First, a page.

Malta is one of four EU countries to have increased CO2 emissions from energy use in 2019, according to data published by Eurostat. Estimates show an overall reduction of 4.3 percent in carbon dioxide emissions from fossil fuel combustion in the EU compared with 2018.
The highest decrease was recorded in Estonia, with a drop of 22 percent over a year. Malta, on the other hand, registered the third-highest increase of 2 percent, following Austria (+2.8%) and Luxembourg (+7.5%). At the same time, Malta had the smallest share of total EU emissions from energy use throughout 2019 at 0.1 percent. Germany, the largest contributor, accounts for a quarter of the bloc’s emissions and reduced emissions by 4.6 percent.
Analysts observe that the significant drop across the EU-27 coincides with an increase in the price of the EU emission trading system allowances that came into effect in 2019, making it economically less profitable to use fossil fuels for the production of electricity.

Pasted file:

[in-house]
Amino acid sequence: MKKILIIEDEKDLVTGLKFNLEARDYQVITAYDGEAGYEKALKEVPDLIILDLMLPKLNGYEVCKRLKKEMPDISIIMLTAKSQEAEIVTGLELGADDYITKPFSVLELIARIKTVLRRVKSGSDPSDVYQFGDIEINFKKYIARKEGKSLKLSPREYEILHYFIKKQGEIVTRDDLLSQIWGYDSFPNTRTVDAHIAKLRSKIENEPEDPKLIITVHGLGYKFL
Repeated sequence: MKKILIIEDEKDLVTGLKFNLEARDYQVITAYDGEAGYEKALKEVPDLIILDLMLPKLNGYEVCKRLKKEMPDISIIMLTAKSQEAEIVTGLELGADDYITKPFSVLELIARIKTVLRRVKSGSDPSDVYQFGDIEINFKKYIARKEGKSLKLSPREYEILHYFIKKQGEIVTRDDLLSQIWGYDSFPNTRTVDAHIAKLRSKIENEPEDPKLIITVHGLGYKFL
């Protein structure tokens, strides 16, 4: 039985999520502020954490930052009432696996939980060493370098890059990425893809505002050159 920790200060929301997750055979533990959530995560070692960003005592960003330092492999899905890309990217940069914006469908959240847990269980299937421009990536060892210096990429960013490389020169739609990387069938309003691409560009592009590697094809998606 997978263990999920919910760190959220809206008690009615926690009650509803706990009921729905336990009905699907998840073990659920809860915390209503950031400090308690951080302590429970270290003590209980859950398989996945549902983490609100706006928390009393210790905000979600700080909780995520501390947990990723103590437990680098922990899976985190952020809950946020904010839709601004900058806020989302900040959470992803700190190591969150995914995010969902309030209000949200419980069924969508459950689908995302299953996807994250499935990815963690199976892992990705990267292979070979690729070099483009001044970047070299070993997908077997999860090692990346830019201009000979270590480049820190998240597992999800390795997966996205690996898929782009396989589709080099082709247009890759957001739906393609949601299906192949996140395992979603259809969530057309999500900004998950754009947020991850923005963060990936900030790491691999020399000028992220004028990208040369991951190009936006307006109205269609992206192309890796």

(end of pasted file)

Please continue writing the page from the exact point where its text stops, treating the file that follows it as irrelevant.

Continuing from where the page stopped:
CO2 emissions are generated in the country where the fuels are burned, so imported electricity has no effect on the rates in the purchasing country as emissions would be reported in the country where the electricity has been produced.